So much of my sense of who I am is tied to mothering. When they left home, I fell into a huge, empty, black hole. Your children are grown and your career has slowed down - all the stuff that took up so much attention is gone, and you're left with expansive time and space.
I never shot on sets, but if I was traveling somewhere or on location, I would always have my camera, and I'd always be - it's that kind of fly on the wall approach to photography, though. I don't engage the subject. I like to sneak around, skulk about in the dark.
Because Shakespeare's language is so expansive, we're under this misconception that it's difficult. But I discovered that it's easy because it's so brilliantly written. The words are perfect, and the language is intelligent and very emotional.
What I love about photography, and it's the same thing I love about acting, really, is that it forces you, like, right into the moment, where you can't be distracted, where you can't be, like, thinking about other things or ahead of yourself or behind yourself.
Be present. I would encourage you with all my heart just to be present. Be present and open to the moment that is unfolding before you. Because, ultimately, your life is made up of moments. So don't miss them by being lost in the past or anticipating the future.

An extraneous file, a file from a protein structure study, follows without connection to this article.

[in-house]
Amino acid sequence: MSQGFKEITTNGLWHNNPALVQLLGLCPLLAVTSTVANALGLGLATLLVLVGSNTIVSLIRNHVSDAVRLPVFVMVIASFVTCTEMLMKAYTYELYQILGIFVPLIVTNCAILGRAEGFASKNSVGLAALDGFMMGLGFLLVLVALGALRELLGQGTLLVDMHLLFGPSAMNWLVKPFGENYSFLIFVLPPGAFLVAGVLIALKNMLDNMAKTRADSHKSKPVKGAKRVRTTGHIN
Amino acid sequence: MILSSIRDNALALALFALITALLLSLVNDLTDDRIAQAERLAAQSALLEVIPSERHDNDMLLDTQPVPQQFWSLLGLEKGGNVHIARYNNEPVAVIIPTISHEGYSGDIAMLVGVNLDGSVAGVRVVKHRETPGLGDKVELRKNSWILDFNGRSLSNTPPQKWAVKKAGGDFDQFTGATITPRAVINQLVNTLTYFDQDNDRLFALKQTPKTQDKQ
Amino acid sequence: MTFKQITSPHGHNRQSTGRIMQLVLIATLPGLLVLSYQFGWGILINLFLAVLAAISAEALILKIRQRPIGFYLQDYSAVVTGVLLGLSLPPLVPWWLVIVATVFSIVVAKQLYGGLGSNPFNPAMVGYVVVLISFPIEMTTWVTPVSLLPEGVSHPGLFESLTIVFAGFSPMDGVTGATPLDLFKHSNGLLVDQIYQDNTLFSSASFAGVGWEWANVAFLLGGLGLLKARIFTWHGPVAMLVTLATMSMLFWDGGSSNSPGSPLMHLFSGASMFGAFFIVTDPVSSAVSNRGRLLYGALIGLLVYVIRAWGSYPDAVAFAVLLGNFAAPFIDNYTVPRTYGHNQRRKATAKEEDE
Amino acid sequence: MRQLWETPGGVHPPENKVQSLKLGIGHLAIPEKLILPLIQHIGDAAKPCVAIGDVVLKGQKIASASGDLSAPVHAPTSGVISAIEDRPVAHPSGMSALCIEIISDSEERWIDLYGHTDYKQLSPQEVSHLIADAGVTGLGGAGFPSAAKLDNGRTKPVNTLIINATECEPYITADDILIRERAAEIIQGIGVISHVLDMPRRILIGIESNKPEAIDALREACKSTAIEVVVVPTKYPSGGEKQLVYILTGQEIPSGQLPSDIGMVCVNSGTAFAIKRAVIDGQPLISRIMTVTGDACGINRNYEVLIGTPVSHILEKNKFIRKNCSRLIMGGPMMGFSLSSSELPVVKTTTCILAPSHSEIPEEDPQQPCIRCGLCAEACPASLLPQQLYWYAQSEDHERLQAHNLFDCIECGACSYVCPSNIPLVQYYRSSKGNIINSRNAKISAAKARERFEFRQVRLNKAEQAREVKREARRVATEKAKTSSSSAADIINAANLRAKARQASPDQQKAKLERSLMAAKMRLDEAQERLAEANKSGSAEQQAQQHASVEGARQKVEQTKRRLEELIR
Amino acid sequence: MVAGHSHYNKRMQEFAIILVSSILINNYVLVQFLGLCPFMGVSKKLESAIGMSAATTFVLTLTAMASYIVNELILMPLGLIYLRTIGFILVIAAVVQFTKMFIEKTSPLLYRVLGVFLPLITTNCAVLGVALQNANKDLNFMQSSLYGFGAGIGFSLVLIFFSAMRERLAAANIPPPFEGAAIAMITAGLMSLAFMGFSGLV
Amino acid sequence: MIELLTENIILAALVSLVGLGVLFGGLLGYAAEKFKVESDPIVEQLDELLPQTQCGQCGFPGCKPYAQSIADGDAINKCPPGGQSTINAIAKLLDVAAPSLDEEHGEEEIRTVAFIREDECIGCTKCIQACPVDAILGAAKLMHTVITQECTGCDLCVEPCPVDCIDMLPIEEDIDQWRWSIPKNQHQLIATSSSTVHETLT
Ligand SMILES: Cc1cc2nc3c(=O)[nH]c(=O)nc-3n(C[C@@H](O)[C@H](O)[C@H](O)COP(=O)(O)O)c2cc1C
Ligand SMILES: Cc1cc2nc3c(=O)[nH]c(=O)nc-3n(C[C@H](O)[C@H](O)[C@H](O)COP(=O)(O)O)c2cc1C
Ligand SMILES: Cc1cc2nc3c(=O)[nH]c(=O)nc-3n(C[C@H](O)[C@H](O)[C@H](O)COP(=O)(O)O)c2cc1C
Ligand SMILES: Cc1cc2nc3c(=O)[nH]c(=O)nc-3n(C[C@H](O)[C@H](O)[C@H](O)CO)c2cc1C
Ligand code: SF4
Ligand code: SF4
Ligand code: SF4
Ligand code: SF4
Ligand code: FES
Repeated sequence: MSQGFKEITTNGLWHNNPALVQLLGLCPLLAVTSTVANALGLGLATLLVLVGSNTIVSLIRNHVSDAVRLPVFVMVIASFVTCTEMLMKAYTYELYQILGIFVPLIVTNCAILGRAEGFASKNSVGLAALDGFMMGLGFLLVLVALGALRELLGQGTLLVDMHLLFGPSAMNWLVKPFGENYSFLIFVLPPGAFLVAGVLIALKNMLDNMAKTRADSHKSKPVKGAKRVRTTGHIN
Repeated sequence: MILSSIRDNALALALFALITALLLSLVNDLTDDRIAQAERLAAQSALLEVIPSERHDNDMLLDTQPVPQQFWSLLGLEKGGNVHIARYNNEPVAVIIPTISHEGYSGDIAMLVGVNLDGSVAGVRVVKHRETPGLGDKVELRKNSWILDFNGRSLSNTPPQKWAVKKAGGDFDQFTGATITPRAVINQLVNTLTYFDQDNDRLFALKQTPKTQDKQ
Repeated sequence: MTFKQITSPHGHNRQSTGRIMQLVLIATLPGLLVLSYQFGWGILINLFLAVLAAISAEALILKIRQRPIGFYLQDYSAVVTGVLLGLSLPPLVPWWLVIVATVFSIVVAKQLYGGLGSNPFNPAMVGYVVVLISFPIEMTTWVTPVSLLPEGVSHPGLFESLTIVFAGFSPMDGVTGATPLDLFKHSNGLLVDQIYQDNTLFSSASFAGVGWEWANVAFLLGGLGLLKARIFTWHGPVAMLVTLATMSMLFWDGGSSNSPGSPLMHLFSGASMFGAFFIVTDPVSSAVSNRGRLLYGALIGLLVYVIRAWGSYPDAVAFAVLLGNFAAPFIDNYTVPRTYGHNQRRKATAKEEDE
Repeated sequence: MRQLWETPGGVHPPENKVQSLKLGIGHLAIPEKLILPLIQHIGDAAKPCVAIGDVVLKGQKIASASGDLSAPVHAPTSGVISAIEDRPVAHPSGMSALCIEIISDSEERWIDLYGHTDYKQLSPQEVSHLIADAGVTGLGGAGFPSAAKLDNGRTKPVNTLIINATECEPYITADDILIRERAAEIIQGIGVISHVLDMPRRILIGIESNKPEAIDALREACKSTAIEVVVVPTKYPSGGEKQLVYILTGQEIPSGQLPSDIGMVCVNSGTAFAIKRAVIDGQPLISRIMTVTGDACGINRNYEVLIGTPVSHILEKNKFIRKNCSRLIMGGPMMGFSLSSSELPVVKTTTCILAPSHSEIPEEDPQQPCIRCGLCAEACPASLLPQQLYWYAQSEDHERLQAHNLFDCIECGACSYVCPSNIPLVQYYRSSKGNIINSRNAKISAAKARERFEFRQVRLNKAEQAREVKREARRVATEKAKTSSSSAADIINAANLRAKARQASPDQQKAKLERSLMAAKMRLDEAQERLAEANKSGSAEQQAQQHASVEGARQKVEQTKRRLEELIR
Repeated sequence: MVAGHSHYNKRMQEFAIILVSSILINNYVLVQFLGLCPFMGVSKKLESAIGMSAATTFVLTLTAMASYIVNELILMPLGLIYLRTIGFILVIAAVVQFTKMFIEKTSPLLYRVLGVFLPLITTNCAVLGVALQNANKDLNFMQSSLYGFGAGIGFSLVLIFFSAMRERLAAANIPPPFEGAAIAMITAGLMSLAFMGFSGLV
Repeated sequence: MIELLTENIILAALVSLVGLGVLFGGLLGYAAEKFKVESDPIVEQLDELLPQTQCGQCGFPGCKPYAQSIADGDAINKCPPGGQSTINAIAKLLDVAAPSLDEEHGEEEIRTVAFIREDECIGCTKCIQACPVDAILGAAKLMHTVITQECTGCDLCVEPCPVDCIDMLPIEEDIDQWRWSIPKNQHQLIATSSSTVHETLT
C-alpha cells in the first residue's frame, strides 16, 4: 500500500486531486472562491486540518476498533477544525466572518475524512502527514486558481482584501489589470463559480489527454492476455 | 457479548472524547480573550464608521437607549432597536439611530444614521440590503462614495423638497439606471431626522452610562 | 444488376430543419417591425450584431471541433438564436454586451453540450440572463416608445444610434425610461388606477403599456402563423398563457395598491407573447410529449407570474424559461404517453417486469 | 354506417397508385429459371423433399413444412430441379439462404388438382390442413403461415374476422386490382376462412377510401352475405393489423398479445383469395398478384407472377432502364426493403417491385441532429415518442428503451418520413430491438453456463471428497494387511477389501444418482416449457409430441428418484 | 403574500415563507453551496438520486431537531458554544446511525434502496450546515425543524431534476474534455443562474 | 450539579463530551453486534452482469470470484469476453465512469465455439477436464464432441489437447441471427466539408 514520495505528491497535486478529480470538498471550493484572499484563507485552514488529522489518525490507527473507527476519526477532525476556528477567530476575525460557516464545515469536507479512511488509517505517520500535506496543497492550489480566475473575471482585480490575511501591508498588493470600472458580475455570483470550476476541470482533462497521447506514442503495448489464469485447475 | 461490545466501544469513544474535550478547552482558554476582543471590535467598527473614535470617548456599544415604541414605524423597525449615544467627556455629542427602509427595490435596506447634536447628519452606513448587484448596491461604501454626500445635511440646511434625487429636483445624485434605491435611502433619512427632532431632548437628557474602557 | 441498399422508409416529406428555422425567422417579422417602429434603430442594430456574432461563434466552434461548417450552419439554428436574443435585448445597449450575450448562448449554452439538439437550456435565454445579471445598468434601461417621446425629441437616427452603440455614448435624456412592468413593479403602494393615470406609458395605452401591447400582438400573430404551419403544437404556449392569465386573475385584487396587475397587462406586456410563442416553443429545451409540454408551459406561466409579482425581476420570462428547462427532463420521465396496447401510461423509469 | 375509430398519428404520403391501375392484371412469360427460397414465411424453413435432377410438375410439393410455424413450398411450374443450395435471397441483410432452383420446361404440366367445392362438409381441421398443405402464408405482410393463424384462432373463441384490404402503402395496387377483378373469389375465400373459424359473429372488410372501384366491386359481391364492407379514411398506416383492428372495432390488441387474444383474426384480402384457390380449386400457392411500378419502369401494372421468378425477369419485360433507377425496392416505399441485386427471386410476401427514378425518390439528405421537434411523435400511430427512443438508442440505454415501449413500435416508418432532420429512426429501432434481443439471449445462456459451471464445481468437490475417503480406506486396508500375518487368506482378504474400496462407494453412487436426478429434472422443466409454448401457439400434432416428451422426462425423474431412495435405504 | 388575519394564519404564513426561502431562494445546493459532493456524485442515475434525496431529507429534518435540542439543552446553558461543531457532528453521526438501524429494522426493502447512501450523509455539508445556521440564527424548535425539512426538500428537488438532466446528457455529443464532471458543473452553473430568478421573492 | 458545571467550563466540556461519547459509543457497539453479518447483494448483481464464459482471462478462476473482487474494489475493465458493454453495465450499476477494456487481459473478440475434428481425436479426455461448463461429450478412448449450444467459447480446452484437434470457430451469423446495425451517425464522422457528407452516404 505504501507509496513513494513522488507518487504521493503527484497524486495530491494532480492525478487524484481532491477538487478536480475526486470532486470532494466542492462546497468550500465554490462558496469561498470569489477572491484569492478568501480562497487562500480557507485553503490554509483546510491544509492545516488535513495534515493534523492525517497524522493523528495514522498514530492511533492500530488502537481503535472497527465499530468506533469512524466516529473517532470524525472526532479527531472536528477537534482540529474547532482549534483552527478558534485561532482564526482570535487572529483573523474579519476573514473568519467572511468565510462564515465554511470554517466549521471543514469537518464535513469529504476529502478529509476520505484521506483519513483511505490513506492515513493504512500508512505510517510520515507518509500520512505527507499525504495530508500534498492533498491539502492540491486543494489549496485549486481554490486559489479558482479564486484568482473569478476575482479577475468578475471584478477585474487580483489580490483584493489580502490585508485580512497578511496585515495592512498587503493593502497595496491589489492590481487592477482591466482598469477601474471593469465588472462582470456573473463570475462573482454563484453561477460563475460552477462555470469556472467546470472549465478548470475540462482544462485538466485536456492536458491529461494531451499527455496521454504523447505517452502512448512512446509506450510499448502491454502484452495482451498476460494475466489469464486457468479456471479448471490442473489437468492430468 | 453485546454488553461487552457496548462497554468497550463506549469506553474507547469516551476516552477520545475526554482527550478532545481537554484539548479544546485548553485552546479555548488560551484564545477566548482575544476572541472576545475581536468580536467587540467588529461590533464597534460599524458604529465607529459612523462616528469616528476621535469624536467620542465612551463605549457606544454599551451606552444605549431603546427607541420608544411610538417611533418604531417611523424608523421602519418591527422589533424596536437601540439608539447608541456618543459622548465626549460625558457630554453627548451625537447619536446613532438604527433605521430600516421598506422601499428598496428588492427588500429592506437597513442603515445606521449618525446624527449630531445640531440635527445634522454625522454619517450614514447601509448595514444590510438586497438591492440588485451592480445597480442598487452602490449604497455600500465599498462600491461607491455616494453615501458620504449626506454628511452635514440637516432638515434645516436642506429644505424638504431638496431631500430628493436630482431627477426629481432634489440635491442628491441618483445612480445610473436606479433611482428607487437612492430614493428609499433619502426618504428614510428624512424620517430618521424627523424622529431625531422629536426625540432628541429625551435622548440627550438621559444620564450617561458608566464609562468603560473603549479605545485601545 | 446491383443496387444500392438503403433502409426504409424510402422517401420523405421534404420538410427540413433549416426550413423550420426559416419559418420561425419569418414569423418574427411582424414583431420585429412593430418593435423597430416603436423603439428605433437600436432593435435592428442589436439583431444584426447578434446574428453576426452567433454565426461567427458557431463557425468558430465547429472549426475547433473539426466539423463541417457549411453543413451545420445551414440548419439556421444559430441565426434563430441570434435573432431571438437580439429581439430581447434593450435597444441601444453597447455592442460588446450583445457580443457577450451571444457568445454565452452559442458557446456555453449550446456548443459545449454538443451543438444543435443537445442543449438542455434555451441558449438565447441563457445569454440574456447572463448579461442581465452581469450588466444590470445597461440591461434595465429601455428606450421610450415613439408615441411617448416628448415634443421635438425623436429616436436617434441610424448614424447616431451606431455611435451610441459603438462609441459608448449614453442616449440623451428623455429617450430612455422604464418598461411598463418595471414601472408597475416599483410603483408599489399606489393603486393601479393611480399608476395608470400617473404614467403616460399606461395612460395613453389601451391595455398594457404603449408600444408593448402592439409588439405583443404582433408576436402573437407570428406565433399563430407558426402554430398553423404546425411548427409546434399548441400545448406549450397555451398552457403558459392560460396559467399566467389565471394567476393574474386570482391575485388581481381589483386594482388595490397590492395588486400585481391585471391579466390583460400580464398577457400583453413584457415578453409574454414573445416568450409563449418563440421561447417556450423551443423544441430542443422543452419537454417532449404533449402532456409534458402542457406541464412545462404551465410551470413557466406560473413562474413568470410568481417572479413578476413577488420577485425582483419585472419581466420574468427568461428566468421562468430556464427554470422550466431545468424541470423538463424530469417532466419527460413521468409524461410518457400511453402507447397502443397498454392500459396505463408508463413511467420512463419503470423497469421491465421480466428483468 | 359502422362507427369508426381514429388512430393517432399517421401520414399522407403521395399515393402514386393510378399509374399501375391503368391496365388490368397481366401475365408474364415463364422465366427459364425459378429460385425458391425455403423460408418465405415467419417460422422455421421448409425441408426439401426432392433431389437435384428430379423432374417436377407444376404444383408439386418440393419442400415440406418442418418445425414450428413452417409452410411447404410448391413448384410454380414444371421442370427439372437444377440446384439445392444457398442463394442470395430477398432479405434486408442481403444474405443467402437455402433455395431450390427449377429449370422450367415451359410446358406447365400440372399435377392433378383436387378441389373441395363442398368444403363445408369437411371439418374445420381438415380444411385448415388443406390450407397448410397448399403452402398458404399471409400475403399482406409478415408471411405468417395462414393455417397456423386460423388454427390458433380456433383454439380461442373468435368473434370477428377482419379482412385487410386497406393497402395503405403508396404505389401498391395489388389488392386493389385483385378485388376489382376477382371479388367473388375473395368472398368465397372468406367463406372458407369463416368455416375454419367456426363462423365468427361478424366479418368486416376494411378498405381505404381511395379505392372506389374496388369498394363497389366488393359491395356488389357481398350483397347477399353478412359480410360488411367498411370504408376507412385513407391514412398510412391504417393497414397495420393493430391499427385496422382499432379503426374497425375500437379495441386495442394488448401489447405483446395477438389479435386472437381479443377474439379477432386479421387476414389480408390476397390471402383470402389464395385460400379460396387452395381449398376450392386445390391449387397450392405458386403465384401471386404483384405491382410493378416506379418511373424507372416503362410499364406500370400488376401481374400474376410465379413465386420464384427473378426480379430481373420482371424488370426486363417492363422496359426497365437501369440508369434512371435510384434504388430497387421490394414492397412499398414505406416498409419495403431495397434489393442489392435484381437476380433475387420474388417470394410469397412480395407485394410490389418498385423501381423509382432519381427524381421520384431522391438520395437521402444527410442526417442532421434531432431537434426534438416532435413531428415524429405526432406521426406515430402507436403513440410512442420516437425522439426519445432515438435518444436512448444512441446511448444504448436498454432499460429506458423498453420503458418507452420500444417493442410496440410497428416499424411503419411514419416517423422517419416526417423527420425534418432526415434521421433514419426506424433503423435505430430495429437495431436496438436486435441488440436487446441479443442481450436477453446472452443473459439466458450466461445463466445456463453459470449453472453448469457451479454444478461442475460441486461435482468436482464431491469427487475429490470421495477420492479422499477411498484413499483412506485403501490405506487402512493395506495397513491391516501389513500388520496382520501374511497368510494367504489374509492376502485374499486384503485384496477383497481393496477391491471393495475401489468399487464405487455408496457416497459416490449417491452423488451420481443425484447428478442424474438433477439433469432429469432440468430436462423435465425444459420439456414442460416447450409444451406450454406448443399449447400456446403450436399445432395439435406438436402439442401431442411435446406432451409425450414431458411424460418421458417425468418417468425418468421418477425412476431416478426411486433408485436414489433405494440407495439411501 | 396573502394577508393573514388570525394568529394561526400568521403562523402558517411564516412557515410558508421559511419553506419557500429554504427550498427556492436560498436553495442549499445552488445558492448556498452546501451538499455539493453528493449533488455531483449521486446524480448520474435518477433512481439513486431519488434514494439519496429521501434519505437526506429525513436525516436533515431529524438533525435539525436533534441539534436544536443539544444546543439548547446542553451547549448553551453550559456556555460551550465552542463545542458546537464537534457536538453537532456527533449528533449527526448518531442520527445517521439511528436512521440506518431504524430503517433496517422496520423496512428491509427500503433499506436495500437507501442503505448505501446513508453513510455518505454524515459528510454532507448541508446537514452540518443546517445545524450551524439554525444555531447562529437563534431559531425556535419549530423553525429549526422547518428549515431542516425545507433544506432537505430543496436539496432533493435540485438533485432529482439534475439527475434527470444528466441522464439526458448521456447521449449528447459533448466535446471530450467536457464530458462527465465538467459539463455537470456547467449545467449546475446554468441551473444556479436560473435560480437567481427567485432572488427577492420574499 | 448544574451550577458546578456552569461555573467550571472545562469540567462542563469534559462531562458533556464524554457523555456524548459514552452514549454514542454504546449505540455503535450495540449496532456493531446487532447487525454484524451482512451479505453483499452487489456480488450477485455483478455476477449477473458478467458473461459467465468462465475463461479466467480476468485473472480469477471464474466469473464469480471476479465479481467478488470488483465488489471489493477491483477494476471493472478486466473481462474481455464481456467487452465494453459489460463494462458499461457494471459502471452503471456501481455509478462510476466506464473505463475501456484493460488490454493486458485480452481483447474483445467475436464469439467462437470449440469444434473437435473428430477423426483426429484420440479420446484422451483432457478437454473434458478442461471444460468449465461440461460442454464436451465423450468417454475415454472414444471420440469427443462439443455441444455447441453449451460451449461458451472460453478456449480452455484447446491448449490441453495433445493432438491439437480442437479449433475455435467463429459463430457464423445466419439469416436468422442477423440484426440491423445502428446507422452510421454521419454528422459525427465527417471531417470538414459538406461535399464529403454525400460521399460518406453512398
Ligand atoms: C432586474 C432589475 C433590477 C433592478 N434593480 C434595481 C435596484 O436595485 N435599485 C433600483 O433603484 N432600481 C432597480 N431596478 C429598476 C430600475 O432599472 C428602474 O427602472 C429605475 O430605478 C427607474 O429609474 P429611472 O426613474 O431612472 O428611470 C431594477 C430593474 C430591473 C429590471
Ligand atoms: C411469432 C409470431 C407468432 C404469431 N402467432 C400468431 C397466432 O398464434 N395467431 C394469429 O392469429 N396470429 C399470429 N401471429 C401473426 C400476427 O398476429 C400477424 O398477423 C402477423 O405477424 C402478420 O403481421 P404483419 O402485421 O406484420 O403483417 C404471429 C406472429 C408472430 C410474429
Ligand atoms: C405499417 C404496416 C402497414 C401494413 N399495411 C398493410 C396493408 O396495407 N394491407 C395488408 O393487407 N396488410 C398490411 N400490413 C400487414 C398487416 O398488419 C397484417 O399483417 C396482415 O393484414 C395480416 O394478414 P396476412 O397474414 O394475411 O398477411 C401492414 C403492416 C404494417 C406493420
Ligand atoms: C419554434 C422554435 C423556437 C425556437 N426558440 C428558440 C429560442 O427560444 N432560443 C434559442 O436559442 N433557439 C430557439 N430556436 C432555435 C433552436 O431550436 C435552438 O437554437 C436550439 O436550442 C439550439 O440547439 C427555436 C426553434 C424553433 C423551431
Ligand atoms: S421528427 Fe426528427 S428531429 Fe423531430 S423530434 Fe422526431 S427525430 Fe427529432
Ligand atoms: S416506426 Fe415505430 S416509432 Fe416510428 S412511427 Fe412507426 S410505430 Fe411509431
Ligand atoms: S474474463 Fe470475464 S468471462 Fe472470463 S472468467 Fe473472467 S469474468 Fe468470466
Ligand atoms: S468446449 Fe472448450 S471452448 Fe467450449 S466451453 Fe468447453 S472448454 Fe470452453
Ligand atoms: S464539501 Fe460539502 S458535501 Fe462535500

The only place I've felt was really my home is my cabin up north. There's something in the water there that connects me to that place. There's also this sense of isolation and loneliness about it that I've never been able to shake.
As an actor, you have to have trust and believe that somebody is taking care of you or watching your back. With a part like this, especially with where we're going with it, I can't pull any punches. I can't do it halfway, especially when you're dealing with madness and this descent into madness.
Once I started on 'Frances' I discovered it was literally a bottomless well. It devastated me to maintain that for eighteen weeks, to be immersed in this state of rage for twelve to eighteen hours a day. It spilled all over, into other areas of my life.
There's something magical still about it when I get in a darkroom, and you've shot a roll of film and you develop it and you look at your negatives, and there's, like, imagery there. That always stuns me.
For me, acting was always a way to explore emotions - to dip into the well and really try to reach rock bottom down there. That was the most exciting part of it. I hadn't found anything that really allowed me to do that until I came upon acting.
Your children are grown and your career has slowed down - all the stuff that took up so much attention is gone, and you're left with expansive time and space. You have to reimagine who you are and what life is about.